One Day in Sydney: Easy Itineraries for Your First Visit

So you only have one day in Sydney. Well, you’re in luck, we have put together a great itinerary for first-time visitors that shows off all the cities best highlights in just 24 hours. There are two versions to this day, one with a leisurely lunch and one that has you on your feet for a whole day! Got less than 24 hours? This one day Sydney tour works well even with a 12-hour window.

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1 Day in Sydney itinerary with step by step instructions

I think it’s better to have some options than letting someone dictate your whole day. Throughout the day we have given you choices, kind of like a choose your own adventure style day. If this seems too hard just select option one all the way along 😉

My best piece of advice is to be wary of itineraries that seem to let you do too much. I saw one created by AI that included the Bondi to Coogee walk, Taronga Zoo, The Ground of Alexandria, the Art Gallery of NSW and Newtown all before dinner and using public transport.

Believe me, this is not possible to do unless you run the entire time and experience nothing much when you get to each spot!

Step 1. Getting to know Circular Quay

We will begin our exploration from Circular Quay. This is the must-see spot in the city where you can catch your first glimpse of the iconic Sydney Harbour Bridge and Sydney Opera House.

If you are not sure how to get here from your starting point, whether that is Sydney Airport or a hotel downtown enter your location into this trip planner and you will be sorted in no time. Google maps also list Sydney public transport instructions between any two destinations.

If you are coming from the airport, you are in for a treat. Don’t miss the panoramic views from platform two at Circular Quay Station one of the best public transport views in the world!

Before you move too far from Circular Quay Station, you might like to pop into Customs house (open from 8am weekdays) and check out the scale model of the city. They also have plenty of free maps and guides at the information desk.

View from the Cahill Walk Sydney
The view from the Cahill walkway above Circular Quay Station

Ok so now I want you to head back towards the water and wharf 2. Look to the right for a glass elevator at the eastern end of Circular Quay attached to the expressway above the train station.

Take the elevator up onto the roadway where there is a lookout point with a lovely view over the quay – a favourite spot to capture a Sydney Harbour photo.

When you are done, don’t go back down the elevator but continue past it to the steps that lead down to Macquarie Street – we will enter the Botanic Gardens from here.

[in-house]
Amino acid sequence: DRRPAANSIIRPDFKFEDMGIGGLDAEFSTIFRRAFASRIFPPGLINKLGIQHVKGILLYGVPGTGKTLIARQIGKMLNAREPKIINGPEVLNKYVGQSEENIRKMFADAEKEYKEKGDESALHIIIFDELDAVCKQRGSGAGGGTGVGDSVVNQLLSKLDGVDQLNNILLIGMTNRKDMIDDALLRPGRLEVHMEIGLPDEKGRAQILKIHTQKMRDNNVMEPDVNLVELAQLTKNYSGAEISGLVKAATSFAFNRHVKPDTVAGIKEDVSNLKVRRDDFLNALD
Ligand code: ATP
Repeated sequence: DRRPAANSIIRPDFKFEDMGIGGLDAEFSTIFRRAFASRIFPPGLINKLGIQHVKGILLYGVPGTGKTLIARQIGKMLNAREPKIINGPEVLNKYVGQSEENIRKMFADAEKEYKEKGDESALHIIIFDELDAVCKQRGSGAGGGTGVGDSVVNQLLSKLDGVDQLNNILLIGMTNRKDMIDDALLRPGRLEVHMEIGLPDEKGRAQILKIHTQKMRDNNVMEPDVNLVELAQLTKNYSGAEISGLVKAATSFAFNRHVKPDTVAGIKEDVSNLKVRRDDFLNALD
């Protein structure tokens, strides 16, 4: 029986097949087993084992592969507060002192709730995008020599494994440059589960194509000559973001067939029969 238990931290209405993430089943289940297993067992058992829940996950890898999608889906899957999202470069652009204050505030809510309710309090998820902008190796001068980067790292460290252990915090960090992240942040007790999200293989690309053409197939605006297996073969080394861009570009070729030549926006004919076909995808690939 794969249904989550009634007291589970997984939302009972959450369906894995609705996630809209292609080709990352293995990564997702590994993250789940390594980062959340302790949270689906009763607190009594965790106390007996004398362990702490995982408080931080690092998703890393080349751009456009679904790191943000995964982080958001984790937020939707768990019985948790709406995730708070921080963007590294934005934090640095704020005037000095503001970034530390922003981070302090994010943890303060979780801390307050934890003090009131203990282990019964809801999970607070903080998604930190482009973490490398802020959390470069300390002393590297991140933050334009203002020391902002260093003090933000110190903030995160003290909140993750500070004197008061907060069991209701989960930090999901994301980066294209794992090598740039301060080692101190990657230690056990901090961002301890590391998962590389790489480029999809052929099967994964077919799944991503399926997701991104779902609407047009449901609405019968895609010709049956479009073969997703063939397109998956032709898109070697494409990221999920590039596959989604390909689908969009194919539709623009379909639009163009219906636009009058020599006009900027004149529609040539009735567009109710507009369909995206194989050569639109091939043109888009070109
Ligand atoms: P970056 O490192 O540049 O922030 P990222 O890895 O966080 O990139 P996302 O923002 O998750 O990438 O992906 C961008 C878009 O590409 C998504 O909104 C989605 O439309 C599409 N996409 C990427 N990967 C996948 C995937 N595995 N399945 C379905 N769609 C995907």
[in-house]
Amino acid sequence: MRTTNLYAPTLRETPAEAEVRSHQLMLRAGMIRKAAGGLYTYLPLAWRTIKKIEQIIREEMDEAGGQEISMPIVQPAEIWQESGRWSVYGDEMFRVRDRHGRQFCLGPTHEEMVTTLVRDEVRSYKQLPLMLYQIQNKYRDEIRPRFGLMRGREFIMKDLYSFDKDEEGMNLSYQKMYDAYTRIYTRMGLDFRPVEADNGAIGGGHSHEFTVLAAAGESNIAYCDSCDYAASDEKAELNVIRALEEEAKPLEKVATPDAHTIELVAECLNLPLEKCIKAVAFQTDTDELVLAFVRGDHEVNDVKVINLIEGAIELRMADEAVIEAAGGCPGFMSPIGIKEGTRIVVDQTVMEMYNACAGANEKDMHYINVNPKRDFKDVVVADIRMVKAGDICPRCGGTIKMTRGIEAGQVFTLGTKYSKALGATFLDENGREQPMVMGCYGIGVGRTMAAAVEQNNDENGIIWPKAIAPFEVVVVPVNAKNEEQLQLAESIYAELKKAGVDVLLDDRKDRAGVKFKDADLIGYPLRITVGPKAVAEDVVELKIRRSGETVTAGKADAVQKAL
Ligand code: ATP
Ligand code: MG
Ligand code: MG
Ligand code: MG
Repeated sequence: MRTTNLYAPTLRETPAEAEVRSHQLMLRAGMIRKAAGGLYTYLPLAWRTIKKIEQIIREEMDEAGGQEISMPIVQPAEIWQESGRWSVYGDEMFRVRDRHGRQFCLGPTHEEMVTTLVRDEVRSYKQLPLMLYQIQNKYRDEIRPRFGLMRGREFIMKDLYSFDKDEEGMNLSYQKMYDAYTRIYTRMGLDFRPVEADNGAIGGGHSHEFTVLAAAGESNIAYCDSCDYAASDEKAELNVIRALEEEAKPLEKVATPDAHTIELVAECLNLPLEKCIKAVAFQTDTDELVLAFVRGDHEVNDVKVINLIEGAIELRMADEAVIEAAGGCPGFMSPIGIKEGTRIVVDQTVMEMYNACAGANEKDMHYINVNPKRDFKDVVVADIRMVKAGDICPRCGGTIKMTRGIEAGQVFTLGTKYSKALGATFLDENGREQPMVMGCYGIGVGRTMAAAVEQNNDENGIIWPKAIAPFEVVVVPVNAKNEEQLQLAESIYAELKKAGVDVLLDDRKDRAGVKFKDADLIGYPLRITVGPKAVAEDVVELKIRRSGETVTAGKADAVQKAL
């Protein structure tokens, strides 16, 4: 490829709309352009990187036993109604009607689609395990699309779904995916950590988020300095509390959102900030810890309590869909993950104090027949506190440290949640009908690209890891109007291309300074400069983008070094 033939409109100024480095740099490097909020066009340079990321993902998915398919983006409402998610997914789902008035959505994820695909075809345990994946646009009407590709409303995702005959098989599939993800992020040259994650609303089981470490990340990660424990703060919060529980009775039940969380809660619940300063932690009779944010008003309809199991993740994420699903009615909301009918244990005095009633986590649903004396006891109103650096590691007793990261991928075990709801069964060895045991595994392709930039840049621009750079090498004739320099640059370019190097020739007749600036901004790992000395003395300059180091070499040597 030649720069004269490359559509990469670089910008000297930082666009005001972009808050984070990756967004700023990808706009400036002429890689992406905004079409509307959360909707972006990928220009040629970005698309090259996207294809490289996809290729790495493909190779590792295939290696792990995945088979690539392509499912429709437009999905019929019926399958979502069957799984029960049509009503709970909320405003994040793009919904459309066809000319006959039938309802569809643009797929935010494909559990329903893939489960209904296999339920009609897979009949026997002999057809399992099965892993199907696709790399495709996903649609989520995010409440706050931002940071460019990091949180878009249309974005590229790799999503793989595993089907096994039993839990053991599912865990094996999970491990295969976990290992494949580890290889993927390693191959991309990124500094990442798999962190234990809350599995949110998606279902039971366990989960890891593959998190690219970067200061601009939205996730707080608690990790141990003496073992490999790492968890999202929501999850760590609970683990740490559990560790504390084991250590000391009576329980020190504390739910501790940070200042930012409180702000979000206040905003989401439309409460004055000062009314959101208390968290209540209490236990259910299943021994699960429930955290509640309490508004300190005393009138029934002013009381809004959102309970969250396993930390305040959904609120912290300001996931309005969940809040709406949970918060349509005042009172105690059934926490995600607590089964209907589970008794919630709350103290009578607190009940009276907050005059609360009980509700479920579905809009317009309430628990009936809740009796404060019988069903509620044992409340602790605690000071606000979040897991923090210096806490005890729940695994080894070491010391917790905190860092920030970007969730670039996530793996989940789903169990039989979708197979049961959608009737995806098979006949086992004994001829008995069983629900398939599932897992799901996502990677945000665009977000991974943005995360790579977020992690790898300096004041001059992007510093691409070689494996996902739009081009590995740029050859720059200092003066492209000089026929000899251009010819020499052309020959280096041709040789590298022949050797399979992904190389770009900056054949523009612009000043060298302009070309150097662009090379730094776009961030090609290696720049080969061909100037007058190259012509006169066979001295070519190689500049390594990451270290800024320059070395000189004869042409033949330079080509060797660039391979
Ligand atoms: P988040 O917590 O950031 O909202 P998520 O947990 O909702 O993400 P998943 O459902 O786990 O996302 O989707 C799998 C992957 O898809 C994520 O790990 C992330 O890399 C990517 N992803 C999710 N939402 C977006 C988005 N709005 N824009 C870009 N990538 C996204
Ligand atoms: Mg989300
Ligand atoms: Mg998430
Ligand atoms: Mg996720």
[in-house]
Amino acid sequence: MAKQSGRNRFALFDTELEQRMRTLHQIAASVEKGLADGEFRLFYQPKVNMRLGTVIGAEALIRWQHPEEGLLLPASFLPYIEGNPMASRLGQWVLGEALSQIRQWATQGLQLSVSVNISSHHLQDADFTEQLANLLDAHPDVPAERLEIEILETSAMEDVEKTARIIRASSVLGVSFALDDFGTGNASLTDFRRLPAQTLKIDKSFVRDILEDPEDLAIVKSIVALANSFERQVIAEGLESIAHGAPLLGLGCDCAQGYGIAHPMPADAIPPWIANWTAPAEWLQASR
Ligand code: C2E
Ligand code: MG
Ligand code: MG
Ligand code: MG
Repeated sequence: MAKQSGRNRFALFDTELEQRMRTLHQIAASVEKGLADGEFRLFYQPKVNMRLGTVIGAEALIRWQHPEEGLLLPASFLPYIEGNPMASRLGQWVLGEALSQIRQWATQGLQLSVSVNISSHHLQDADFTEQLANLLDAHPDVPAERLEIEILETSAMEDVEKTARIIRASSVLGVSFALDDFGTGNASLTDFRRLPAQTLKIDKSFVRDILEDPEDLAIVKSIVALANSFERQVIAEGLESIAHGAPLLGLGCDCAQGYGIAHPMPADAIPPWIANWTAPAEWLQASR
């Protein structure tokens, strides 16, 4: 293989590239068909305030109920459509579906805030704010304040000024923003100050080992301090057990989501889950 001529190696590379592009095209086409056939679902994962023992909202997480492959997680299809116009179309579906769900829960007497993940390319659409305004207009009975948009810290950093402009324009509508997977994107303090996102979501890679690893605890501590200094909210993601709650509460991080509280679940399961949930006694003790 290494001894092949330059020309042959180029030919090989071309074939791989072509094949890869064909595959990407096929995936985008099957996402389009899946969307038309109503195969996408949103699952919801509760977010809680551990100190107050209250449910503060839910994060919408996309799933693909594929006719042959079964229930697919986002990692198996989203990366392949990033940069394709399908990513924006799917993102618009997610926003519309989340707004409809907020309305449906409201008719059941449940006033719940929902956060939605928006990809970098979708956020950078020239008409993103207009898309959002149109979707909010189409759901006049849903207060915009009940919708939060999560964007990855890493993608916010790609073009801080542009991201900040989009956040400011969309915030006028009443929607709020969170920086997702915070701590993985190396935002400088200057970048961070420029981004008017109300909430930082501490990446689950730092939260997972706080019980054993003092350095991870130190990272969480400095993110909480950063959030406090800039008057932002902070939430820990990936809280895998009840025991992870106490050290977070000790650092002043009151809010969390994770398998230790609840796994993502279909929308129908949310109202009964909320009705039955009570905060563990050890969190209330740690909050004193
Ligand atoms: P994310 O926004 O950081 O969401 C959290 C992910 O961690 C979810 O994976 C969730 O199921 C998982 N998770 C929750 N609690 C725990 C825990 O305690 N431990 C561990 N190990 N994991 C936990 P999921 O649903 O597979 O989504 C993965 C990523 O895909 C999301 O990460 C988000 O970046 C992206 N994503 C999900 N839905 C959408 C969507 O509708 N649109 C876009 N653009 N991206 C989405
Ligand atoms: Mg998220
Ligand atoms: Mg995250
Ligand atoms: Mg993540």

Step 2. Explore the Royal Botanic Gardens

If jet lag has made sleeping hard you will be happy to hear you can begin your sightseeing as early as 7am!

The gates to the garden open nice and early so why not start the day like a local with a brisk walk in the Botanic Gardens?

If you have slept a little late or have booked an Opera House tour, don’t worry, you can either head straight to the Opera House and do this section in reverse.

After leaving the Cahill Walkway in the previous step, you will enter the garden via the gate on Macquarie Street. Make your way to the Boy with a Thorn statue marked on the map at the bottom of the page to get this view.

Sydney Opera House from Botanic Garden
Capture some candid Opera House photos from the Botanic Garden

From here head to the end of the garden and Mrs Macquarie’s Point for the classic postcard view of Sydney. When you have snapped the perfect shot for Instagram, follow the waterfront path back around to the Opera House.

Postcard view Sydney from Mrs Macquarie's Point
The view from Mrs Macquaries Point

You can either do a self-guided walk or join one of the free volunteer guided walks (10.30am) or paid specialist walks of the Gardens. Whichever you choose, you will not be disappointed. This garden offers fantastic views and plenty of impressive plants and sculptures. The gift shop is also one of the best in the city.

Step 3. Sydney Opera House

It’s time to get up close and personal with the Sydney Opera House and explore the details of the building, touch the tiles, wander into the public areas to get a feel for the interior and walk right around the base. 

Close up view of Sydney Opera House tiles
Walking around the outside of the Opera House allows you to capture the details.

IYou can pre-book an Opera House tour (allow 1.30 mins) to be sure of not missing out. If you need of a pick me up, grab a flat white or espresso from Opera Bar. We have written a handy guide to choosing the best Opera House tour.